8 votes

Just 1.3% of Border Patrol arrests in Michigan connected to illegal border crossings


  1. joplin
    Some highlights from the FAQ (because the actual document is 50 pages long):

    Some highlights from the FAQ (because the actual document is 50 pages long):

    CBP claims the entire state of Michigan falls within this 100-mile zone because it defines each of the Great Lakes as an international waterway, thus asserting the right to measure its 100-mile jurisdiction beginning at each lake shore. For example, this includes Lake Michigan, even though it does not share a shoreline with Canada.

    As a result of its expansive interpretation of what constitutes the 100-mile zone, CBP claims that no place in Michigan is beyond its reach.

    Border Patrol engages in blatant racial profiling.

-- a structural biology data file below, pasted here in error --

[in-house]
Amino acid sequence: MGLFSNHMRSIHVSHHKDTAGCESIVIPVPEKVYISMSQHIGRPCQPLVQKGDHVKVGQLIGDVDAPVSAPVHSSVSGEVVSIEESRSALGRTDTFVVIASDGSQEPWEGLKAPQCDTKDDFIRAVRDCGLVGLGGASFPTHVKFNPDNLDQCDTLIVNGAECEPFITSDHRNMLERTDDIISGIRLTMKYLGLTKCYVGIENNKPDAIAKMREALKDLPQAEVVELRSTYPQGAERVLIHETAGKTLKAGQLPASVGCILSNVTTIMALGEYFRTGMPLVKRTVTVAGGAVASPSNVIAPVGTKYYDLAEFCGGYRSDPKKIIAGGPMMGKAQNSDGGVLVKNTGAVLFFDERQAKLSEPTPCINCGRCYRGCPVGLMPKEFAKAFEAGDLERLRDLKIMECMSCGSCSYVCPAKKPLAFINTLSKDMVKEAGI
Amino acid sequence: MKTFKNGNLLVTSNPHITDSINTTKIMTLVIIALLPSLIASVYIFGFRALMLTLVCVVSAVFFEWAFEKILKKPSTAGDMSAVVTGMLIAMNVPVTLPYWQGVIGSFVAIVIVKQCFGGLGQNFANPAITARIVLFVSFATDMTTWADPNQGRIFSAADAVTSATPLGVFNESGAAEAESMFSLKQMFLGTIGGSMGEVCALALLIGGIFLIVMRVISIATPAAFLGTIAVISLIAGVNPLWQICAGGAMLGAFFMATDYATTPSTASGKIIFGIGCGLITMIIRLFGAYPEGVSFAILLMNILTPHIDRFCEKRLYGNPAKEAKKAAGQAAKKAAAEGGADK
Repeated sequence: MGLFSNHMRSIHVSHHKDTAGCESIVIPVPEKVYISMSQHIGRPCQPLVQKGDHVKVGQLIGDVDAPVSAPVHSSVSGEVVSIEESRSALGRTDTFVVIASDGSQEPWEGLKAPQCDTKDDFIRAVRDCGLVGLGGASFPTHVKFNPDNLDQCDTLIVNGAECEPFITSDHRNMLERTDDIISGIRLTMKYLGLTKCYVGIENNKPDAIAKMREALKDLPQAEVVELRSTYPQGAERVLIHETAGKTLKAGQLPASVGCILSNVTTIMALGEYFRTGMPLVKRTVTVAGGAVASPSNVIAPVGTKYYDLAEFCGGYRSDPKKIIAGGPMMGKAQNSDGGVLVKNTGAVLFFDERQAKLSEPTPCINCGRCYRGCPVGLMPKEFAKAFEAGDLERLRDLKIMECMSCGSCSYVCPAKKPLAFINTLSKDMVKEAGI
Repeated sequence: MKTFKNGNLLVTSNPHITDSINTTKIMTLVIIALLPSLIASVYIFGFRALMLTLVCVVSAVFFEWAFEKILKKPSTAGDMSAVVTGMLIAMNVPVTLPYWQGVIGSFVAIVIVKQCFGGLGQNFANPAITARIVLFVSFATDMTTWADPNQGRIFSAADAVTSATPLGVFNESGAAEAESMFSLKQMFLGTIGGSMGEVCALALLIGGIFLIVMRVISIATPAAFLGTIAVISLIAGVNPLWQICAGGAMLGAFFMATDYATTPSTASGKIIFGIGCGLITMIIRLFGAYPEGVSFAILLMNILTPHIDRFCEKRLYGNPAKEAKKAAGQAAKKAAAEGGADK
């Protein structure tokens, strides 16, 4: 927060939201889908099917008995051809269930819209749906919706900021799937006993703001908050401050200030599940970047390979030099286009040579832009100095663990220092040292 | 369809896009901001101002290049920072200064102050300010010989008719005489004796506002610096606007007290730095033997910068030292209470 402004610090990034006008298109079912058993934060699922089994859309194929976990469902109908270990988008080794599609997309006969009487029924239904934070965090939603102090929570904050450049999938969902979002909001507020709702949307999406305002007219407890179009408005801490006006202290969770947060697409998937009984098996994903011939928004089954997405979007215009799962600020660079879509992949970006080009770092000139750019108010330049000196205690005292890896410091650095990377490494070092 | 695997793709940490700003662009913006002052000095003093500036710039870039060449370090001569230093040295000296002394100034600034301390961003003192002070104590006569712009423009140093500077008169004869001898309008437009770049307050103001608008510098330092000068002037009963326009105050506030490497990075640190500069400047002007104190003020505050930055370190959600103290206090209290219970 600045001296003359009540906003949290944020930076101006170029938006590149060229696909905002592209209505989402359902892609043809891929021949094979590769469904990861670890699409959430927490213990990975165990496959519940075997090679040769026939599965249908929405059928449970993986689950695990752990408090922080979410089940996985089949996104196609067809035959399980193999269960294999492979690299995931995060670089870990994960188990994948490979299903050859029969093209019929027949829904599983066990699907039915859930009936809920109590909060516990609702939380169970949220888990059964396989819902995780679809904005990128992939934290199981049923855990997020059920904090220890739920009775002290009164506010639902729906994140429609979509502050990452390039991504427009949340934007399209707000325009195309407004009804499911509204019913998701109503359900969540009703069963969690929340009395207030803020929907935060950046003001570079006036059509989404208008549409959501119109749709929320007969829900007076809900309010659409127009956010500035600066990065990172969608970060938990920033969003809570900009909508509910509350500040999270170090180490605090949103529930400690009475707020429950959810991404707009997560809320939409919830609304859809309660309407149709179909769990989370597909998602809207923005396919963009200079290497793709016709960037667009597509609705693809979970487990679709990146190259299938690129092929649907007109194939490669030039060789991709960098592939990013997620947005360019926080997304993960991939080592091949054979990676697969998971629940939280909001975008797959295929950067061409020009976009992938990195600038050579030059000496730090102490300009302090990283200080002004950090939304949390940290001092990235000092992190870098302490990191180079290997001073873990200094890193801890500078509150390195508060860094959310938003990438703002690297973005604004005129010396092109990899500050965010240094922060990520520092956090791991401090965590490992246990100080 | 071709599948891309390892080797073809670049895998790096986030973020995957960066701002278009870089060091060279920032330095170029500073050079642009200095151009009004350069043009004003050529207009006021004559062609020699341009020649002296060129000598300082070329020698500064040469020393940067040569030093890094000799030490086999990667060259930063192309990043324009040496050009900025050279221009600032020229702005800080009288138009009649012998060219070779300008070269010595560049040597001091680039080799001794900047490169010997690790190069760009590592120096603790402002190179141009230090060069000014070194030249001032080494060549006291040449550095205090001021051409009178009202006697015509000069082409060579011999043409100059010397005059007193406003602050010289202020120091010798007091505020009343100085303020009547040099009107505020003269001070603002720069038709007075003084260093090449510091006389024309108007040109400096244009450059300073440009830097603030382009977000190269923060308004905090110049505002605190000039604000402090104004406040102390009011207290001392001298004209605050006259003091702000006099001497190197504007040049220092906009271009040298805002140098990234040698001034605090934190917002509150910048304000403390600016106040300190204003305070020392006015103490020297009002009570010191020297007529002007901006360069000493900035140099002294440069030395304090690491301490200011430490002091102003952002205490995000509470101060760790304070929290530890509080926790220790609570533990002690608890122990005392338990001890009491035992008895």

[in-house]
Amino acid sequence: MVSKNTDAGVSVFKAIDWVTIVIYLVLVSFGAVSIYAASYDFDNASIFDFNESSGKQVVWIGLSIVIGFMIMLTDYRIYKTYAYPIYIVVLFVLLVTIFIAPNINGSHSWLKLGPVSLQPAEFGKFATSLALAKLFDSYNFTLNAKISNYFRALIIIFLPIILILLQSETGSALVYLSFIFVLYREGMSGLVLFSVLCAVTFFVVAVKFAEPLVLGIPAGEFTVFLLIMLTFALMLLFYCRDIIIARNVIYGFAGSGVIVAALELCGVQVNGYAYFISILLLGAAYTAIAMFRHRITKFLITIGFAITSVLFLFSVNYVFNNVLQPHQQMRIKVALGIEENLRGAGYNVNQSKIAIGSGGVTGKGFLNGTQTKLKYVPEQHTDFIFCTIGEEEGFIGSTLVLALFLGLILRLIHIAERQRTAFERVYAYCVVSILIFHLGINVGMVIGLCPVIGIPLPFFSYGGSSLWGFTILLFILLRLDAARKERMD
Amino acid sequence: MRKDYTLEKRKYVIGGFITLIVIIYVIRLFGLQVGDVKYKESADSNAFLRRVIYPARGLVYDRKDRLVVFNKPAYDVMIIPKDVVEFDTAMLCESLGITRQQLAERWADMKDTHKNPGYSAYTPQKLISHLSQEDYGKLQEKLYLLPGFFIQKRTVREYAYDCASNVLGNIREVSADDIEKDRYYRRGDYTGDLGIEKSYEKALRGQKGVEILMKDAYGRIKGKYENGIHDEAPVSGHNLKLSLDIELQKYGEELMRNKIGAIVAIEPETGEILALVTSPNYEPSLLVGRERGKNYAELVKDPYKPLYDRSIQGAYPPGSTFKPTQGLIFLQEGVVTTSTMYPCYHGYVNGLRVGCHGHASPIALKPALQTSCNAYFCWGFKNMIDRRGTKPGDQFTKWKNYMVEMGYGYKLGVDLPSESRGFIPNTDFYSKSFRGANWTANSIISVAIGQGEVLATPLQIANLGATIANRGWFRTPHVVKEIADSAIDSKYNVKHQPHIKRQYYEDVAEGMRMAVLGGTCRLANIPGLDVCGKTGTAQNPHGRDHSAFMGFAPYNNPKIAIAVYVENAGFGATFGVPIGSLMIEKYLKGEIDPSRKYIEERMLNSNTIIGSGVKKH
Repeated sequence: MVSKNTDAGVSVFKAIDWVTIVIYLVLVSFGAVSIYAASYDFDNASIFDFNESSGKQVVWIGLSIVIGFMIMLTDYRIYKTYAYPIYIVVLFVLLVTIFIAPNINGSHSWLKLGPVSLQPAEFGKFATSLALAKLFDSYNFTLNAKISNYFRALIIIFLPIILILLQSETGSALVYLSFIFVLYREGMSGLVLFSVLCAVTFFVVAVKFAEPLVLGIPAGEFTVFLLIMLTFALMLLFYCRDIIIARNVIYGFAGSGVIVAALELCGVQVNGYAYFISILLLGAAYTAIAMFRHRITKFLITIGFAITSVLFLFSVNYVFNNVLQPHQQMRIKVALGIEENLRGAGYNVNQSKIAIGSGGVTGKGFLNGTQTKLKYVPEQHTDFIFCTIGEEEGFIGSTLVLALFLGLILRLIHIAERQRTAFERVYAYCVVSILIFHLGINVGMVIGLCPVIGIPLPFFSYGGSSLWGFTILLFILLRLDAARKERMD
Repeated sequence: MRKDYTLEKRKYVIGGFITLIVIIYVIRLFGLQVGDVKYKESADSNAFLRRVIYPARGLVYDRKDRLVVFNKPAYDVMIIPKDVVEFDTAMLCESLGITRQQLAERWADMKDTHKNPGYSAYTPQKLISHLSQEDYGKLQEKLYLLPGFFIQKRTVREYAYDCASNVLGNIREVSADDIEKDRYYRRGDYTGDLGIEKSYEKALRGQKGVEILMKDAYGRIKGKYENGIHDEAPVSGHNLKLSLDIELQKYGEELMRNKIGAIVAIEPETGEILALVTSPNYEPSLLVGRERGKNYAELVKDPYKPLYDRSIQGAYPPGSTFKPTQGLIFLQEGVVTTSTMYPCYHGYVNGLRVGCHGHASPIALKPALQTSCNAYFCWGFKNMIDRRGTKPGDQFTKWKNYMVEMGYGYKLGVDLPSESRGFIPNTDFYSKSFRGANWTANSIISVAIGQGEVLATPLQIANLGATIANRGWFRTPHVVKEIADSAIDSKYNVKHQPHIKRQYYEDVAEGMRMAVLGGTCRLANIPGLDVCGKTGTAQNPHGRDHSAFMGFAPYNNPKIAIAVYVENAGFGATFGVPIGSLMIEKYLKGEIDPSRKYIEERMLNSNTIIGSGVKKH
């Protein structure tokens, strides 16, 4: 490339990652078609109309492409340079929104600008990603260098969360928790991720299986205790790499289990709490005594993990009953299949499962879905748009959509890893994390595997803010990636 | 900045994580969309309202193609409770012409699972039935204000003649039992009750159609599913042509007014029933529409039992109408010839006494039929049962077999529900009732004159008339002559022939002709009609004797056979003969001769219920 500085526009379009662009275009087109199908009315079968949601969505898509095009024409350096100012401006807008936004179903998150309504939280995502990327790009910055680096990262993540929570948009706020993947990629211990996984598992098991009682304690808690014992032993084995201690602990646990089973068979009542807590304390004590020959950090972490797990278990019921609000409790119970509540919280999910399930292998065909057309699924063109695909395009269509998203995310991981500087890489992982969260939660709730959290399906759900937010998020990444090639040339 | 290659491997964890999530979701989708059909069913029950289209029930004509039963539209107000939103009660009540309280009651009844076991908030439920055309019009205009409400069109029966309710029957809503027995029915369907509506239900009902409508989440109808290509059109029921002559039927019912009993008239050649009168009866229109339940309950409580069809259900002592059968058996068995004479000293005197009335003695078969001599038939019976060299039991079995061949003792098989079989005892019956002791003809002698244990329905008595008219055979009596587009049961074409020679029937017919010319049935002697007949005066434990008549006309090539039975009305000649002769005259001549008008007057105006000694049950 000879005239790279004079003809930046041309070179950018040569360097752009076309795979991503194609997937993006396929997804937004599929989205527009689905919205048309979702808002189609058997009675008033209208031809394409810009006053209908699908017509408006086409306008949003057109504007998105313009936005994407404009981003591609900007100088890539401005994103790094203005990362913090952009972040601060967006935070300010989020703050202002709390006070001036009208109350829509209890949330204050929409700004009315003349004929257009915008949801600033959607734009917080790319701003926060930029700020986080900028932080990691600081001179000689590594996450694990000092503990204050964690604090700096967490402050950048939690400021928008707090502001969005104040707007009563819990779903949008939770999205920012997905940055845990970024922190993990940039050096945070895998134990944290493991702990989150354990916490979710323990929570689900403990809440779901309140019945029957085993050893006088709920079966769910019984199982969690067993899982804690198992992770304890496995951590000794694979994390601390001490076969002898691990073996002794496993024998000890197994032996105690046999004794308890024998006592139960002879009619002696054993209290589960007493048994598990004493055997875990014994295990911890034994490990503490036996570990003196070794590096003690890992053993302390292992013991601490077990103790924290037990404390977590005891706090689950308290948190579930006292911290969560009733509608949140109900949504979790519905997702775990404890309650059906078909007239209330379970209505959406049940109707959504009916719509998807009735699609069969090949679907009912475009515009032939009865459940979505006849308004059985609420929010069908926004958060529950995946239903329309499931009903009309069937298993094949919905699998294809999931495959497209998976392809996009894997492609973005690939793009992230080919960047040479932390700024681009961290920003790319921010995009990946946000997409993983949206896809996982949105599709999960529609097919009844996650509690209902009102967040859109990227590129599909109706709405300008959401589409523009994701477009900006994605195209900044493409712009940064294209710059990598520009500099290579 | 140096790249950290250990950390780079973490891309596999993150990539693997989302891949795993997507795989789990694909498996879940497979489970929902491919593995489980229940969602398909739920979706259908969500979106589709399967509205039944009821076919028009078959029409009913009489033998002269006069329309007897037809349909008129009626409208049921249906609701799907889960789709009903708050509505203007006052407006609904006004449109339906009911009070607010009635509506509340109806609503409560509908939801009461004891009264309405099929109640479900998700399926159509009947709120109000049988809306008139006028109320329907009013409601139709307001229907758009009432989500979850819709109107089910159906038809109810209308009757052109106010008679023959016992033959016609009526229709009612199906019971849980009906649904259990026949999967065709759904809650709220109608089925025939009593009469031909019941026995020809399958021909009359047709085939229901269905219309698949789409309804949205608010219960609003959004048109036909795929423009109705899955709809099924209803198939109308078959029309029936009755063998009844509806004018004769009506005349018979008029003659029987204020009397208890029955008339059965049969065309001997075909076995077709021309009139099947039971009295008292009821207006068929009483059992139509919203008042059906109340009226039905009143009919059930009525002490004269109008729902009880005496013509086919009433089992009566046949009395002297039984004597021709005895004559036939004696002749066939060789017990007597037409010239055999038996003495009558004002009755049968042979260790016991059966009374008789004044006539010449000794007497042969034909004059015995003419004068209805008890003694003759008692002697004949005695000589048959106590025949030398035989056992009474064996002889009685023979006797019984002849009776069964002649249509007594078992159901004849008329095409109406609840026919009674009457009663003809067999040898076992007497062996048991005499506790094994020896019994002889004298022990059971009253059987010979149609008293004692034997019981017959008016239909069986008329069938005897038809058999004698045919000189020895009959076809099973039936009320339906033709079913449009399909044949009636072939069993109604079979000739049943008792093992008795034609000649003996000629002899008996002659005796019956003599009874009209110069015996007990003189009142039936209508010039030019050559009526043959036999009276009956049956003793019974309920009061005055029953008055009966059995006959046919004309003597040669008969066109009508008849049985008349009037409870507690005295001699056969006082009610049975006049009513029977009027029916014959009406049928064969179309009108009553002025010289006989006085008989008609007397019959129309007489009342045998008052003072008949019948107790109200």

People of Latin American origin are the primary target.

    One-third of those stopped are U.S. citizens.

    Border Patrol is apprehending people who are U.S. citizens (more than 33%) and are documented (13 percent).

    Border Patrol is arresting people who, overwhelmingly, are established, long- term residents of Michigan.
    The average length of residency in the U.S. since the last recorded date of entry was 7.36 years.
    More than 33% of people identified as deportable have children who are American citizens.

    Border Patrol is not focused on the border and claim the authority to conduct warrantless searches anywhere in the state of Michigan. The agency arrested only a miniscule number of people as they attempted to enter the U.S. from Canada. Only 1.3% of cases in Border Patrol’s records involved people attempting to enter the U.S. without authorization from Canada.
    Whatever people of color do when driving near a Border Patrol vehicle is used as a pretext to pull them over.
    Speaking Spanish, and even a person appearing “Hispanic” leads to investigation and arrest.
    Border Patrol operates in Michigan with the help of state and local law enforcement agencies.

    3 votes